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29 August, 2001

August 29, 2001

Technology Isn't Perfect

Today we are nearing a point on the planet where we are anticipating more problems communicating. Up to now, our ability has been sporadic, but within the next few days it will surely become worse.

If you know anything about satellites, you are familiar with the fact that most have geo-stationary orbits near the Earth's equator. This means that if you head to a polar region, you are "hidden" by the rounded shape of the Earth from the reach of the satellite. We are currently using a satellite to send and receive e-mail and get on the Internet (when we are lucky). This satellite, owned by NASA and used for the Space Shuttle program and the Hubbell Telescope, is orbiting Earth near the equator. However, it is special because it has a "wavy" path that takes it above and below the equator. This wandering path allows its reach to extend to where our antenna can "see" it (link up to it) for several hours a day. We are currently the only customers using this satellite in the Northern Hemisphere. As we proceed onward, we will most likely lose the link with our wonderful NASA satellite and be forced to link up with a different NASA satellite that has many users. We are anticipating a reduction of satellite time to just 30 minutes per day, and it may stay that way for the majority of our expedition!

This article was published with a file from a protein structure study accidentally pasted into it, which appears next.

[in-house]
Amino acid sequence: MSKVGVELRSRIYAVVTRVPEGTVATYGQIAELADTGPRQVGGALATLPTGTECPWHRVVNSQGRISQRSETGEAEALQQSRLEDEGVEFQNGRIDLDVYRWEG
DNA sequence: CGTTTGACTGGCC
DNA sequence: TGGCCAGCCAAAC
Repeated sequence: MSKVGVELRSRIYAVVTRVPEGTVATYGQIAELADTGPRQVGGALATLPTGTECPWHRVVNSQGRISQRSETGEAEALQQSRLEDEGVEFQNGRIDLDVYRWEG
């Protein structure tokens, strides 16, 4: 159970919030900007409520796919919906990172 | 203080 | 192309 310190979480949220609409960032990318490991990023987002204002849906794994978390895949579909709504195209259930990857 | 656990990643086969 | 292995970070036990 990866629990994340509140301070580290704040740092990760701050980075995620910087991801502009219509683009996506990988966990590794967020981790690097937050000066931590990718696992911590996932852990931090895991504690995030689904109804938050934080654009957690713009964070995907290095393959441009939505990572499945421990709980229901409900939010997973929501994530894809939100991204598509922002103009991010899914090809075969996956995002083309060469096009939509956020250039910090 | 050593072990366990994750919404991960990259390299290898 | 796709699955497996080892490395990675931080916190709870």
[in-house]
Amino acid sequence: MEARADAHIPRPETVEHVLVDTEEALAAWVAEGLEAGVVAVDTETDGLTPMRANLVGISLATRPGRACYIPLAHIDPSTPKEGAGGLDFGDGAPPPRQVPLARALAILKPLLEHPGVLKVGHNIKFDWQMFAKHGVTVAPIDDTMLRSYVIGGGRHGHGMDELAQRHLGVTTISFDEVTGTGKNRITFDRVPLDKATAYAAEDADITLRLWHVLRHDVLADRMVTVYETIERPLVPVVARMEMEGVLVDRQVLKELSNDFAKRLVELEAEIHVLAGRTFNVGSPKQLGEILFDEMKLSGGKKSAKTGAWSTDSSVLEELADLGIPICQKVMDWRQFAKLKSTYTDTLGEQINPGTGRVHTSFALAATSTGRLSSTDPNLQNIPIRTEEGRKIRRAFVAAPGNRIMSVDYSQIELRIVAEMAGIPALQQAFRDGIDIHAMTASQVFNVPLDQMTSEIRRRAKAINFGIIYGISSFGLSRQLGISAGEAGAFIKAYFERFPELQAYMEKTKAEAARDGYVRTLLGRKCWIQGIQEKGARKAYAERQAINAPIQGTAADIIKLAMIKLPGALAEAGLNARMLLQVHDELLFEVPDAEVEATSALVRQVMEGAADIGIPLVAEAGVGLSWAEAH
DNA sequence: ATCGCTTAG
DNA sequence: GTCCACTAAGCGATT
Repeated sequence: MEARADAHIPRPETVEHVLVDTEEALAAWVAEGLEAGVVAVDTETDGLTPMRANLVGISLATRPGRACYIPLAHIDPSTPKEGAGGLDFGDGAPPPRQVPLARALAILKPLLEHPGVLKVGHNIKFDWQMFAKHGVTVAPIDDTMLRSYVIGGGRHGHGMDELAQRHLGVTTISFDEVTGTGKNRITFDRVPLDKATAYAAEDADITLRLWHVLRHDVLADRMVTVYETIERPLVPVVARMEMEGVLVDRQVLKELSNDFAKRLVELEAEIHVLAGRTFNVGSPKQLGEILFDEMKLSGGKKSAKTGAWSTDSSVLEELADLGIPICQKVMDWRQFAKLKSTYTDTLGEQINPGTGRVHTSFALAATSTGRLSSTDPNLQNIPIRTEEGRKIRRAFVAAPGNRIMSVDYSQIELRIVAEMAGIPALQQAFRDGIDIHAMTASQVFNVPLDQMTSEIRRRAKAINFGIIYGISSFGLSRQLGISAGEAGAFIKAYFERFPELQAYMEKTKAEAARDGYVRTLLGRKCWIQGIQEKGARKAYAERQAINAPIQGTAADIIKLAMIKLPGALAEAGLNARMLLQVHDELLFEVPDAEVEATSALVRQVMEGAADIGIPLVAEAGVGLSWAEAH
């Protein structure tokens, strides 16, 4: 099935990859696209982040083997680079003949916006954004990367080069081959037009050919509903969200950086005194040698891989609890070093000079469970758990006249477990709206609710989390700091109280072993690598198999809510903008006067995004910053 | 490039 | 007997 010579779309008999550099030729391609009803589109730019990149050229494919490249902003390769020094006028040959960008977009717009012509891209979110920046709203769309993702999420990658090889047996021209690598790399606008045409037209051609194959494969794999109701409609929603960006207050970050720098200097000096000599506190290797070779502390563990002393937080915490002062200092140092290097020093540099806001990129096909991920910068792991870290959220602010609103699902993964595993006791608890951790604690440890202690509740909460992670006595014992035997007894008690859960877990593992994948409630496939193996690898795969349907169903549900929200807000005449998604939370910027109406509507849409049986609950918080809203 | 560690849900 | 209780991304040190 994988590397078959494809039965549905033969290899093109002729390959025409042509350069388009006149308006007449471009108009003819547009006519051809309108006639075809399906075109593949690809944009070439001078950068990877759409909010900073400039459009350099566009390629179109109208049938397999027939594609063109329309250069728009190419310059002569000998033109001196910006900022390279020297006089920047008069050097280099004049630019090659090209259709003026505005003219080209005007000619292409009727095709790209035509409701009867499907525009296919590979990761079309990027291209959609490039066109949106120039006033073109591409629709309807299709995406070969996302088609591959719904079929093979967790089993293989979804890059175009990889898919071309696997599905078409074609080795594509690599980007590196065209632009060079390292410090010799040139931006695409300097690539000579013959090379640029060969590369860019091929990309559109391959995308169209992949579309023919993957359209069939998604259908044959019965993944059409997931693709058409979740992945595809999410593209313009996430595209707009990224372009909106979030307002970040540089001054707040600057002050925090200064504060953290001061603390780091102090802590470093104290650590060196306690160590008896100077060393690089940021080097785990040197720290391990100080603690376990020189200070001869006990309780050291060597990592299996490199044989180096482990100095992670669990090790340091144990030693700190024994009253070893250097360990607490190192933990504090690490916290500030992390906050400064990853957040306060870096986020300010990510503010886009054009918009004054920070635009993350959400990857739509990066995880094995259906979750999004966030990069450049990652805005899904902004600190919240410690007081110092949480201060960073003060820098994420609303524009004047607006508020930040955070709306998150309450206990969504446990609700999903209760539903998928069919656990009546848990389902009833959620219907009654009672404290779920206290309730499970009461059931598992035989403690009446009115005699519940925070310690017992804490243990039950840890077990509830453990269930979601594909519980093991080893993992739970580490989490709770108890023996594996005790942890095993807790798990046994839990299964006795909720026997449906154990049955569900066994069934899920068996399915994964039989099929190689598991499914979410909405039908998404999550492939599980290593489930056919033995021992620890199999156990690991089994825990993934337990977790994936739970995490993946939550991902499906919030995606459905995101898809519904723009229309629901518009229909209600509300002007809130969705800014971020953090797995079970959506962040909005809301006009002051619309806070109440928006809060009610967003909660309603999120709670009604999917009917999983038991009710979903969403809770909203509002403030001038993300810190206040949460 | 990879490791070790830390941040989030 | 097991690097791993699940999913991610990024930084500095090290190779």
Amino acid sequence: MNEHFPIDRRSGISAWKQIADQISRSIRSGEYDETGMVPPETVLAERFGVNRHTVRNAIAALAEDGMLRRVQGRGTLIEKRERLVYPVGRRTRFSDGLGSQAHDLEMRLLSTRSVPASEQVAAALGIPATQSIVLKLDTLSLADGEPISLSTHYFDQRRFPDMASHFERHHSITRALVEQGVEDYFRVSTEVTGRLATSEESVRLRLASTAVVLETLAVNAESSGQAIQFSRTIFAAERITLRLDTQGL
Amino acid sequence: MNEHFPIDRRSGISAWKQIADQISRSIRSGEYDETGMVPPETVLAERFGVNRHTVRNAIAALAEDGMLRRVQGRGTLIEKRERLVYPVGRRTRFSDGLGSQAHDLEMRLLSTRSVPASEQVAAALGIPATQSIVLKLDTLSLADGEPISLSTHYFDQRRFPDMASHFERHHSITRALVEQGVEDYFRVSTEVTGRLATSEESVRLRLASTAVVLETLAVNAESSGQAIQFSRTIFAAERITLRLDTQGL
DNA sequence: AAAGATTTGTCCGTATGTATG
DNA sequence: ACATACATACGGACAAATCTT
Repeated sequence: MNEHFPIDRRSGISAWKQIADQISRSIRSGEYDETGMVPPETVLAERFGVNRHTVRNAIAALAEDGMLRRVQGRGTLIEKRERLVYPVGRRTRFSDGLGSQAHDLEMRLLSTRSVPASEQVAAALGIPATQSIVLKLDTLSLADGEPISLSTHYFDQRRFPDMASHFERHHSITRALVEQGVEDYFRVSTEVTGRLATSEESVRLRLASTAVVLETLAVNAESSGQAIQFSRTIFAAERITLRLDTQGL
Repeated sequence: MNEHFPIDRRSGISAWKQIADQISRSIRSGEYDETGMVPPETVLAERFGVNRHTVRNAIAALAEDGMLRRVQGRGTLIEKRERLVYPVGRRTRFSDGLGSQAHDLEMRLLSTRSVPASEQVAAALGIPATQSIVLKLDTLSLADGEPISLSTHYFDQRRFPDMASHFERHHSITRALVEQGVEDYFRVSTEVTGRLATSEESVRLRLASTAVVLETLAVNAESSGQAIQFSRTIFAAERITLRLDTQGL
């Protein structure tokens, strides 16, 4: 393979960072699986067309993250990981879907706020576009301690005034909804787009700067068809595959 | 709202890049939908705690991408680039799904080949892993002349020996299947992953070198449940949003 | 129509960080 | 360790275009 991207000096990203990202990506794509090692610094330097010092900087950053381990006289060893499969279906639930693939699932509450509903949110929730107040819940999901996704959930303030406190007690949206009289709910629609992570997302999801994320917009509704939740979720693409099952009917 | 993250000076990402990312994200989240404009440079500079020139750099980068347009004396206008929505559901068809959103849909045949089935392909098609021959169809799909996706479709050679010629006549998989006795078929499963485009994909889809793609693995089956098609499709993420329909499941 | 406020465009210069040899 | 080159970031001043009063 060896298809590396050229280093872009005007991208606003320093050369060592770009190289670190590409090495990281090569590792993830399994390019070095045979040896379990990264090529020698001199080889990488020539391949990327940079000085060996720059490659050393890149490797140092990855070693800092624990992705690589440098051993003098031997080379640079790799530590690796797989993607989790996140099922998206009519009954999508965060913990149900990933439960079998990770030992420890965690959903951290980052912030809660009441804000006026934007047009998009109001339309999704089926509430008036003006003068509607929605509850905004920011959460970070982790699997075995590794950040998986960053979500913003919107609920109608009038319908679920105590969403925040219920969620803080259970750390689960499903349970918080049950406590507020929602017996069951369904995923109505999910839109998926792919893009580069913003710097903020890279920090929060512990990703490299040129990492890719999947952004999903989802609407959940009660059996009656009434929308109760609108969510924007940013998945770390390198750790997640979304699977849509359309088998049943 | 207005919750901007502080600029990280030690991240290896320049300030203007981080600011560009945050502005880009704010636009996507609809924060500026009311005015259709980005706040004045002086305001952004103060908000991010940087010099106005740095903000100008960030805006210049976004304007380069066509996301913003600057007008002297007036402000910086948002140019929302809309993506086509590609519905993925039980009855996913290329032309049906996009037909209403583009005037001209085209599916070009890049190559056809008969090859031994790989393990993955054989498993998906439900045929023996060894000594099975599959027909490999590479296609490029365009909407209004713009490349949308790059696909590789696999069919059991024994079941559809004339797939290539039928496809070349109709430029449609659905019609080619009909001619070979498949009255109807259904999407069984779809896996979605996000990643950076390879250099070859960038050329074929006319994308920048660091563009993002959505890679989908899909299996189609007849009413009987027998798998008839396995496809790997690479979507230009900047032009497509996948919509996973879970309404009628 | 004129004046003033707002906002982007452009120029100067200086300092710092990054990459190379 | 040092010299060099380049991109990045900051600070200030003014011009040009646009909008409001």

The journals that I have sent lately have been posting incorrectly. Also, the captions to the pictures have not been posting at all. I am trying to resolve these problems and have resubmitted several items. Hopefully you may check back at a later time to find corrections.

To this point, I have received close to 200 e-mails and would like to thank you for communicating with me! When I find that I have received mail, it is the best part of my day. I have replied to all e-mails that I have received. If you haven't heard back from me, please try again. I love to hear from everyone and will keep my fingers crossed that our ability to communicate will continue.

This is the antenna responsible for our link to the NASA satellite. It is no bigger than a person, but its value to us is immeasurable. <>

<> This map shows where the NASA satellite we have been using extends (white). We are about to break into the striped and are anticipating communication problems when we do.

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